Last month I predicted in this blog that the Virginia General Assembly would reject a proposed lynching resolution. Today I’m trying to decide on the best way to cook crow.
Members of the state Senate passed the resolution on Wednesday, and those in the House passed it yesterday. Both votes were unanimous.
I was also wrong in describing the resolution as “moderate.” It is not. The resolution is written with the frankness of someone who is finally able to say how he or she really feels. It traces the history of racism in Virginia from slavery, through lynching, to disenfranchisement, forced segregation, and denied civil rights. It concludes that this legacy “has yet to be uprooted in Virginia.”
Much of the credit for the document goes to Zann Nelson, a researcher, writer and Culpeper activist. Nelson explained this week that she was drawn to the topic while researching the lynching of Allie Thompson in Culpeper in 1918. She thought there must be some way of apologizing to Thompson’s descendants and to the descendants of Virginia’s other lynching victims. “It’s long overdue to put this topic on the table,” she said.
Nelson found allies in the General Assembly, including Sen. Jennifer McClellan (D-Richmond) and the state’s Dr. Martin Luther King Jr. Memorial Commission. The result of this partnership was a document modeled after the Assembly’s 2007 resolution that apologized for the state’s role in slavery.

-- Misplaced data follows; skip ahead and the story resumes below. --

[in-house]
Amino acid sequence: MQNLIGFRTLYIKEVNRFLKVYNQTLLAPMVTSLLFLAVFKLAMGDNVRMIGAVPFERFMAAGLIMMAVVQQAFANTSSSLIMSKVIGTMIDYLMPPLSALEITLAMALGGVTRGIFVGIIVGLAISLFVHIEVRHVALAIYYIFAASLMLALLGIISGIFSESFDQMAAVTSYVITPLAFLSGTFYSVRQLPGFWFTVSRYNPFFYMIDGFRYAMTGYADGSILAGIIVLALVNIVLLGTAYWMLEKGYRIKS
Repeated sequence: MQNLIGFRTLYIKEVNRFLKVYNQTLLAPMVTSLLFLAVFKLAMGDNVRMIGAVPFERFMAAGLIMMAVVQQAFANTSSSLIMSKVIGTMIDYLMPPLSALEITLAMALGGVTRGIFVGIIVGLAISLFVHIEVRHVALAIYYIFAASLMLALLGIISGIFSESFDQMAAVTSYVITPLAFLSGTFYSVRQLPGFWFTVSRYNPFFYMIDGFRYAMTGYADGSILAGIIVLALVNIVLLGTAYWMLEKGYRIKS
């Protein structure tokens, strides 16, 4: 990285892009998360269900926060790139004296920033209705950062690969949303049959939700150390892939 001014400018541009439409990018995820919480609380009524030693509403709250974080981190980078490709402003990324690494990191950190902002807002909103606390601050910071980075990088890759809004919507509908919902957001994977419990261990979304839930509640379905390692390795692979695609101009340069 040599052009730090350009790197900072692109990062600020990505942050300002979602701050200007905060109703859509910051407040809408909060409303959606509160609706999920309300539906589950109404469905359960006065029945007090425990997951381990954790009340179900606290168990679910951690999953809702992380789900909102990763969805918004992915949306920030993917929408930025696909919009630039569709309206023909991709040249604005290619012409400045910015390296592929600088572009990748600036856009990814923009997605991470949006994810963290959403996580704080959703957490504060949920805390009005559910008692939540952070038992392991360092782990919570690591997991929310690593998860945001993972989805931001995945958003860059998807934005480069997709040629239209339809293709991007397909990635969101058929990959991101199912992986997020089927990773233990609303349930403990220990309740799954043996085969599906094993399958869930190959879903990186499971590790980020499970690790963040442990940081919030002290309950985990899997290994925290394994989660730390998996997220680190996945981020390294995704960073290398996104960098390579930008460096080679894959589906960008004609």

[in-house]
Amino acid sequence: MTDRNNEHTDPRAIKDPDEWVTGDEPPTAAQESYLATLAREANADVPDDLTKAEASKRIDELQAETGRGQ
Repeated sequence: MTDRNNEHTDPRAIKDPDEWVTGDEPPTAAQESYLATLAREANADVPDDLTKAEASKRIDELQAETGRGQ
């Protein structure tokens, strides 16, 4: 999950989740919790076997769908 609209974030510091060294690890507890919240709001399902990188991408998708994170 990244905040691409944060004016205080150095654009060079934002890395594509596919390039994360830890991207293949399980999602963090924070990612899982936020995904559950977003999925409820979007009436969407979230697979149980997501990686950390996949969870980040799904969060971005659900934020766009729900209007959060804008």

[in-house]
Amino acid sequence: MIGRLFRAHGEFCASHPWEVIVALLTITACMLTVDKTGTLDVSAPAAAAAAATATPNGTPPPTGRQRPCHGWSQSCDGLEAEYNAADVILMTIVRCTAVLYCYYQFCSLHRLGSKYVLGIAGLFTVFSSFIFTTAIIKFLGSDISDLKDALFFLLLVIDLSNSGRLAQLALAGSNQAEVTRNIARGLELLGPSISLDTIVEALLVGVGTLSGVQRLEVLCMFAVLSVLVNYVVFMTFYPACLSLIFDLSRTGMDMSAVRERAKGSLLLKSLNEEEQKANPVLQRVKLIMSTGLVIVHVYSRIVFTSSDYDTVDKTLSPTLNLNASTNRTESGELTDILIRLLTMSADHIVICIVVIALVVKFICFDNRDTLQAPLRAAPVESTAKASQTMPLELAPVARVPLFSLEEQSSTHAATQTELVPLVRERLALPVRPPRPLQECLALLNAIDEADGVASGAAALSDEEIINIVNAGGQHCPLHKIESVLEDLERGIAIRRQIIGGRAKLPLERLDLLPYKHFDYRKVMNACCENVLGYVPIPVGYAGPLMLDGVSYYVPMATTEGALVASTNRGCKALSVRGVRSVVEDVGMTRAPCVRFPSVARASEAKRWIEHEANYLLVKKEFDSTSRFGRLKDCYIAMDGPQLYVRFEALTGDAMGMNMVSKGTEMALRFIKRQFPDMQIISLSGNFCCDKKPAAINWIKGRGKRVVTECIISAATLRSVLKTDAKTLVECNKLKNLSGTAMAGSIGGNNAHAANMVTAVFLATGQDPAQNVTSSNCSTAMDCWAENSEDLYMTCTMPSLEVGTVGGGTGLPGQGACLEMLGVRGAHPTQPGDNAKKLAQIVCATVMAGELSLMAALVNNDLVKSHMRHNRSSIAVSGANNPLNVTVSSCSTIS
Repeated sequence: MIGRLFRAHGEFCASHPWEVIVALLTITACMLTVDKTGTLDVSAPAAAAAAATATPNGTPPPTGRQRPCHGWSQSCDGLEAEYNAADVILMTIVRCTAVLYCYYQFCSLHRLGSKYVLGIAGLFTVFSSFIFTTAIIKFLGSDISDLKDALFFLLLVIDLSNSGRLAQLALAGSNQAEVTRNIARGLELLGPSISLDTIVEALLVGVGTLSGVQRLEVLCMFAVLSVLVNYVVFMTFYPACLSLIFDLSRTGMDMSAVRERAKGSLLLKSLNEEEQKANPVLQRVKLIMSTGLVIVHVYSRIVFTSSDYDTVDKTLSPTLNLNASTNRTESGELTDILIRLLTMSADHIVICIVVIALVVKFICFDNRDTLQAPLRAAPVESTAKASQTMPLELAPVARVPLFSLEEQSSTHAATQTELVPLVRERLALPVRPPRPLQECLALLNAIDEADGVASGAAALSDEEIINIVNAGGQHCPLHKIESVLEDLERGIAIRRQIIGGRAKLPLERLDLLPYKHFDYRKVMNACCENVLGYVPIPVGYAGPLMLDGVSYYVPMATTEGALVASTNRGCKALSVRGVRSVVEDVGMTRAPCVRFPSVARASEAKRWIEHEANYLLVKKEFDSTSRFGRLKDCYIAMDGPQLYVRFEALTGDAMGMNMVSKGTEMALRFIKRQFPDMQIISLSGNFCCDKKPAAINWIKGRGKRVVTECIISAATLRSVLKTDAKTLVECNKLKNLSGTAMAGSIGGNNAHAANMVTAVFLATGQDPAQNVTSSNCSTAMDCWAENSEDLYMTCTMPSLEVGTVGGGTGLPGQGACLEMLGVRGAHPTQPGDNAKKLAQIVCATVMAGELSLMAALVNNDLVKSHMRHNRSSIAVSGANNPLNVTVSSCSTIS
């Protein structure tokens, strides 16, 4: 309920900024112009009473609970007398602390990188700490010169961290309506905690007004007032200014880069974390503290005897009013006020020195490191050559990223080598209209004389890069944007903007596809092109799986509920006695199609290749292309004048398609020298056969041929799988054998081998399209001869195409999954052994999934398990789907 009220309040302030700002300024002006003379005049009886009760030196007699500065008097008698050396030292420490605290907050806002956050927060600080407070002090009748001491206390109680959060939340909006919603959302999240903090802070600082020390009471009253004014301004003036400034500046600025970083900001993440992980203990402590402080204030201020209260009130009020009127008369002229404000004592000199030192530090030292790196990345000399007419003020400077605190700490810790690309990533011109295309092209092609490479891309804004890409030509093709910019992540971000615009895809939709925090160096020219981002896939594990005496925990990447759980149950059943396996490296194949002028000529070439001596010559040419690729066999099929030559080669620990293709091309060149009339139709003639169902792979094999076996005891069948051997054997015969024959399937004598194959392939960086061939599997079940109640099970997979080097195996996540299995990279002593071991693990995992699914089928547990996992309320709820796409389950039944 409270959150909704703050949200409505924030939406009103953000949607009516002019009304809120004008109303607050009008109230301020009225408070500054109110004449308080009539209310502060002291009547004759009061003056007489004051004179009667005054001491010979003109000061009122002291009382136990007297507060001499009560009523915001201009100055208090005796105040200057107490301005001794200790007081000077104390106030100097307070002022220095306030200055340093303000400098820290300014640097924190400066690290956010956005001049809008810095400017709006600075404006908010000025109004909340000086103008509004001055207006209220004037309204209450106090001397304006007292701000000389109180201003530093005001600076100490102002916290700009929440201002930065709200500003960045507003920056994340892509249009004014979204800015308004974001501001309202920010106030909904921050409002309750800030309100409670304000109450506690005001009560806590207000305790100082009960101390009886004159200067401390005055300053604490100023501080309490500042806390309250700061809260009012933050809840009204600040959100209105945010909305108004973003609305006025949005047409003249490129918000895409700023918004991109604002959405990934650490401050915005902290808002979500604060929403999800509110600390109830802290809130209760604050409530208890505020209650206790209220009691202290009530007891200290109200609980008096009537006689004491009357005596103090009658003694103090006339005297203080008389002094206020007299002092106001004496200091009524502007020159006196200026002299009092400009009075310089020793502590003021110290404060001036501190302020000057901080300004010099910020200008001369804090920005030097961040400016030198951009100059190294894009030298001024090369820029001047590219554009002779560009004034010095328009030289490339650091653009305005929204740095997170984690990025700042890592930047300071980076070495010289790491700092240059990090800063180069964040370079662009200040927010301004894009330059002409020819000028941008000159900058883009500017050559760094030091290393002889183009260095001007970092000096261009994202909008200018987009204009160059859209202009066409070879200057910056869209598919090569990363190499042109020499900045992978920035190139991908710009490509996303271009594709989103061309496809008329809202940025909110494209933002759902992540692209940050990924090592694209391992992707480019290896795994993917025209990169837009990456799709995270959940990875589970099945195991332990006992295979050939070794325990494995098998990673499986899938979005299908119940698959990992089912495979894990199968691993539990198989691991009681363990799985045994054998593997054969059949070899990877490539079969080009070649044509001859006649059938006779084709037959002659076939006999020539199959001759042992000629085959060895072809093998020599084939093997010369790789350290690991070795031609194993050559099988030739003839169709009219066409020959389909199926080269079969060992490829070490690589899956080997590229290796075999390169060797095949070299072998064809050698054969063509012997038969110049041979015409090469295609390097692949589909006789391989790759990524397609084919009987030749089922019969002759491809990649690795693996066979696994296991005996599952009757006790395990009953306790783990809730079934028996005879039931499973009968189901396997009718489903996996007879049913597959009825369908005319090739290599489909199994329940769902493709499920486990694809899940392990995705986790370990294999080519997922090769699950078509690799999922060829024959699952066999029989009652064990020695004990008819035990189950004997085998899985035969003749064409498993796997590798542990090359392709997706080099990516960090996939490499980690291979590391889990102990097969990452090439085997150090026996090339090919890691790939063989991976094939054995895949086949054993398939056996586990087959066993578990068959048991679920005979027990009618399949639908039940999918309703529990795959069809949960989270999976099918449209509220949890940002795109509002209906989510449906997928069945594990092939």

The lynching resolution “acknowledges with profound regret the existence and acceptance” of lynching in Virginia. It calls on the King Commission to compile a database of the state’s lynch victims, and it asks the Department of Historic Resources to identify sites where markers can be erected.
The first of these markers is scheduled to be placed in Charles City County this spring. It recalls the death of Isaac Brandon in 1892. Brandon was accused of the assault of a white woman. A mob of masked men abducted him from the county jail and hanged him from a tree in the courthouse yard.
There are many other cases like Brandon’s that await public notice. By one count, there’s at least 109 of them.
PS: Please join me on Wednesday, Feb. 27, at 9:30 a.m. I’ll be at Germanna Community College (Fredericksburg Area Campus, 10000 Germanna Point Drive) to talk about my book, The Last Lynching in Northern Virginia, and about lynching in Virginia.